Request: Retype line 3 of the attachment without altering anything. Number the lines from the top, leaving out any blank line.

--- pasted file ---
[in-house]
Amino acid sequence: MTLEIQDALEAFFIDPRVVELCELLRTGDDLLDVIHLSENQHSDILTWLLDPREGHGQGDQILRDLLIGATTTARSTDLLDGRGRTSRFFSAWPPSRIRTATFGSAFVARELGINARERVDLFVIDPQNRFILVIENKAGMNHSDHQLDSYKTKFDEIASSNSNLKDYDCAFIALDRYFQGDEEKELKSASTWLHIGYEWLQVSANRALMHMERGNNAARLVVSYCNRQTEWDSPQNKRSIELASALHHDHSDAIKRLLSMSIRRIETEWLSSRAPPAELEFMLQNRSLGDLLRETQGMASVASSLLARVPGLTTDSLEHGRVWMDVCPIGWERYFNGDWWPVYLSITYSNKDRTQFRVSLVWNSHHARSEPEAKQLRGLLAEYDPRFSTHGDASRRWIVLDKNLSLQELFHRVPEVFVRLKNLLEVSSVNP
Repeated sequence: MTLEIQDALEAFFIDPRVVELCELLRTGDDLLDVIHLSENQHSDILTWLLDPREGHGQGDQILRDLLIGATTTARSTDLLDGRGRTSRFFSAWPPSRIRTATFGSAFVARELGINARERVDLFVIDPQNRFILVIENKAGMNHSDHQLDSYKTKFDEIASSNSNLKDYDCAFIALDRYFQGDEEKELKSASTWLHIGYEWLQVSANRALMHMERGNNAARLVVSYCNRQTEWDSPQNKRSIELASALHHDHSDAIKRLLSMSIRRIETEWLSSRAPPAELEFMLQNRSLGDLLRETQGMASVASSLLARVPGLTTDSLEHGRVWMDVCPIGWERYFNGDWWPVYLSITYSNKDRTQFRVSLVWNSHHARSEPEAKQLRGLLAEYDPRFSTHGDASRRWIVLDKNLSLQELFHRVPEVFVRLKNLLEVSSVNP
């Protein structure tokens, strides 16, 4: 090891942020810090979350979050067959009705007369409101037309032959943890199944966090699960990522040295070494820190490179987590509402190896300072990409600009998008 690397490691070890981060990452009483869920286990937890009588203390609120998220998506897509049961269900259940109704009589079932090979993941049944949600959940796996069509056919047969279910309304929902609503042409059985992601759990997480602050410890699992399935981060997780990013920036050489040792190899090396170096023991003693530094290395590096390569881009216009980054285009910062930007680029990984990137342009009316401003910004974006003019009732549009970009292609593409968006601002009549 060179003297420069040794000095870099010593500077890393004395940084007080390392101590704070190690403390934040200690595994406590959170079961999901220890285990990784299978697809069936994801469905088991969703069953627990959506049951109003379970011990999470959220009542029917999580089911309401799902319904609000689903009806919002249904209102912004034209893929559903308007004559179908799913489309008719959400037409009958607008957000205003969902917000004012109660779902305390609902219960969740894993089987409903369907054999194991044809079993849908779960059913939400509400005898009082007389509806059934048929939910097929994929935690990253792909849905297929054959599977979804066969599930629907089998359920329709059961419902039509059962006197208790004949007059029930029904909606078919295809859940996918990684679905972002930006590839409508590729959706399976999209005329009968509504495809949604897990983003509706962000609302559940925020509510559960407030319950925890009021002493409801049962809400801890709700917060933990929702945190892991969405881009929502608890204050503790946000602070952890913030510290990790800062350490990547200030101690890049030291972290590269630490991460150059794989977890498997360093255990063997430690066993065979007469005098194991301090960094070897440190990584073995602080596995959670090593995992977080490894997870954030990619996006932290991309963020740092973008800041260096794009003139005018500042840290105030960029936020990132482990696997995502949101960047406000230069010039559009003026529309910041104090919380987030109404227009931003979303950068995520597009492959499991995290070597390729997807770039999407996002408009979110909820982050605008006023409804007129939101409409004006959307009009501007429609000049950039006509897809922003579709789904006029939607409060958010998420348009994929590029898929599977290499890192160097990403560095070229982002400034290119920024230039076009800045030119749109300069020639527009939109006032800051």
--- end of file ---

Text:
Repeated sequence: MTLEIQDALEAFFIDPRVVELCELLRTGDDLLDVIHLSENQHSDILTWLLDPREGHGQGDQILRDLLIGATTTARSTDLLDGRGRTSRFFSAWPPSRIRTATFGSAFVARELGINARERVDLFVIDPQNRFILVIENKAGMNHSDHQLDSYKTKFDEIASSNSNLKDYDCAFIALDRYFQGDEEKELKSASTWLHIGYEWLQVSANRALMHMERGNNAARLVVSYCNRQTEWDSPQNKRSIELASALHHDHSDAIKRLLSMSIRRIETEWLSSRAPPAELEFMLQNRSLGDLLRETQGMASVASSLLARVPGLTTDSLEHGRVWMDVCPIGWERYFNGDWWPVYLSITYSNKDRTQFRVSLVWNSHHARSEPEAKQLRGLLAEYDPRFSTHGDASRRWIVLDKNLSLQELFHRVPEVFVRLKNLLEVSSVNP